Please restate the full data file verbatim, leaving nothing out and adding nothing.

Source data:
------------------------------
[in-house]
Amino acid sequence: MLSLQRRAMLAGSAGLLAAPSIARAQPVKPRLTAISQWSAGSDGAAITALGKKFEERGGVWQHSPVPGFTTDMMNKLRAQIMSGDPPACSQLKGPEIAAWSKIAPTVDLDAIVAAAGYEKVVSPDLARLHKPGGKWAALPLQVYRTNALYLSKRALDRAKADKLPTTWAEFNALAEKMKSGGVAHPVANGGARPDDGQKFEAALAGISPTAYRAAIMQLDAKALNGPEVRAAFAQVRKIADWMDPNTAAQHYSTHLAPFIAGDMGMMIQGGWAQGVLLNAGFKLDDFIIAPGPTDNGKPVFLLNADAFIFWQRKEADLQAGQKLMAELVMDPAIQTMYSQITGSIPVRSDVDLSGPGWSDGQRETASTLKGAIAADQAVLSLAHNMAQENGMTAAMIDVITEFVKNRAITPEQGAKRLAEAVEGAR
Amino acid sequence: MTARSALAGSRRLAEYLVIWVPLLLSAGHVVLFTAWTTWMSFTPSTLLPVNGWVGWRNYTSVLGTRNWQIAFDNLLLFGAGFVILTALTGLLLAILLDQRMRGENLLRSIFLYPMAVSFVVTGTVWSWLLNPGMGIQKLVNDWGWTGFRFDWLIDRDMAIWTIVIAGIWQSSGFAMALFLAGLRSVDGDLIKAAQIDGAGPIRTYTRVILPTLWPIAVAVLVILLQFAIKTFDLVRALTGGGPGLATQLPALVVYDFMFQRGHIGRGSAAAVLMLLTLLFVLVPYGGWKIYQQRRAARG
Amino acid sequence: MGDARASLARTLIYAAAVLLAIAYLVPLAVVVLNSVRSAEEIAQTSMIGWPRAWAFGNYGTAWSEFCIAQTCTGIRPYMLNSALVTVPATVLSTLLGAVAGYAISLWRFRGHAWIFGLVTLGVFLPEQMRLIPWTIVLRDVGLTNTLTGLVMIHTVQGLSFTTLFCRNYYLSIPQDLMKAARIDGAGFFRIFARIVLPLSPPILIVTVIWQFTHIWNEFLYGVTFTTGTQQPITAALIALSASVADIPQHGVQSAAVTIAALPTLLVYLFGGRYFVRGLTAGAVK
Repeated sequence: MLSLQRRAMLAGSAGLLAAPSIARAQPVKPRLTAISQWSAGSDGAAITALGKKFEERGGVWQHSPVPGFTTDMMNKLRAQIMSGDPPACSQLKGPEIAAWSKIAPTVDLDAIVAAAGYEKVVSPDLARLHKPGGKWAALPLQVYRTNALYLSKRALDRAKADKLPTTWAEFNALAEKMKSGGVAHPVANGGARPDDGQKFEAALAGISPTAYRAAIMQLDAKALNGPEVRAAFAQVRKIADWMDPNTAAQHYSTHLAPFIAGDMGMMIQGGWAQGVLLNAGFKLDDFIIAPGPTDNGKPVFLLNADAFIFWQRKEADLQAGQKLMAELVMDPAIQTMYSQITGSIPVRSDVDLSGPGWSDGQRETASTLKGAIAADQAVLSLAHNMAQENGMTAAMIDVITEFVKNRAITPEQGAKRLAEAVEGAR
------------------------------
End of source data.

[in-house]
Amino acid sequence: MLSLQRRAMLAGSAGLLAAPSIARAQPVKPRLTAISQWSAGSDGAAITALGKKFEERGGVWQHSPVPGFTTDMMNKLRAQIMSGDPPACSQLKGPEIAAWSKIAPTVDLDAIVAAAGYEKVVSPDLARLHKPGGKWAALPLQVYRTNALYLSKRALDRAKADKLPTTWAEFNALAEKMKSGGVAHPVANGGARPDDGQKFEAALAGISPTAYRAAIMQLDAKALNGPEVRAAFAQVRKIADWMDPNTAAQHYSTHLAPFIAGDMGMMIQGGWAQGVLLNAGFKLDDFIIAPGPTDNGKPVFLLNADAFIFWQRKEADLQAGQKLMAELVMDPAIQTMYSQITGSIPVRSDVDLSGPGWSDGQRETASTLKGAIAADQAVLSLAHNMAQENGMTAAMIDVITEFVKNRAITPEQGAKRLAEAVEGAR
Amino acid sequence: MTARSALAGSRRLAEYLVIWVPLLLSAGHVVLFTAWTTWMSFTPSTLLPVNGWVGWRNYTSVLGTRNWQIAFDNLLLFGAGFVILTALTGLLLAILLDQRMRGENLLRSIFLYPMAVSFVVTGTVWSWLLNPGMGIQKLVNDWGWTGFRFDWLIDRDMAIWTIVIAGIWQSSGFAMALFLAGLRSVDGDLIKAAQIDGAGPIRTYTRVILPTLWPIAVAVLVILLQFAIKTFDLVRALTGGGPGLATQLPALVVYDFMFQRGHIGRGSAAAVLMLLTLLFVLVPYGGWKIYQQRRAARG
Amino acid sequence: MGDARASLARTLIYAAAVLLAIAYLVPLAVVVLNSVRSAEEIAQTSMIGWPRAWAFGNYGTAWSEFCIAQTCTGIRPYMLNSALVTVPATVLSTLLGAVAGYAISLWRFRGHAWIFGLVTLGVFLPEQMRLIPWTIVLRDVGLTNTLTGLVMIHTVQGLSFTTLFCRNYYLSIPQDLMKAARIDGAGFFRIFARIVLPLSPPILIVTVIWQFTHIWNEFLYGVTFTTGTQQPITAALIALSASVADIPQHGVQSAAVTIAALPTLLVYLFGGRYFVRGLTAGAVK
Repeated sequence: MLSLQRRAMLAGSAGLLAAPSIARAQPVKPRLTAISQWSAGSDGAAITALGKKFEERGGVWQHSPVPGFTTDMMNKLRAQIMSGDPPACSQLKGPEIAAWSKIAPTVDLDAIVAAAGYEKVVSPDLARLHKPGGKWAALPLQVYRTNALYLSKRALDRAKADKLPTTWAEFNALAEKMKSGGVAHPVANGGARPDDGQKFEAALAGISPTAYRAAIMQLDAKALNGPEVRAAFAQVRKIADWMDPNTAAQHYSTHLAPFIAGDMGMMIQGGWAQGVLLNAGFKLDDFIIAPGPTDNGKPVFLLNADAFIFWQRKEADLQAGQKLMAELVMDPAIQTMYSQITGSIPVRSDVDLSGPGWSDGQRETASTLKGAIAADQAVLSLAHNMAQENGMTAAMIDVITEFVKNRAITPEQGAKRLAEAVEGAR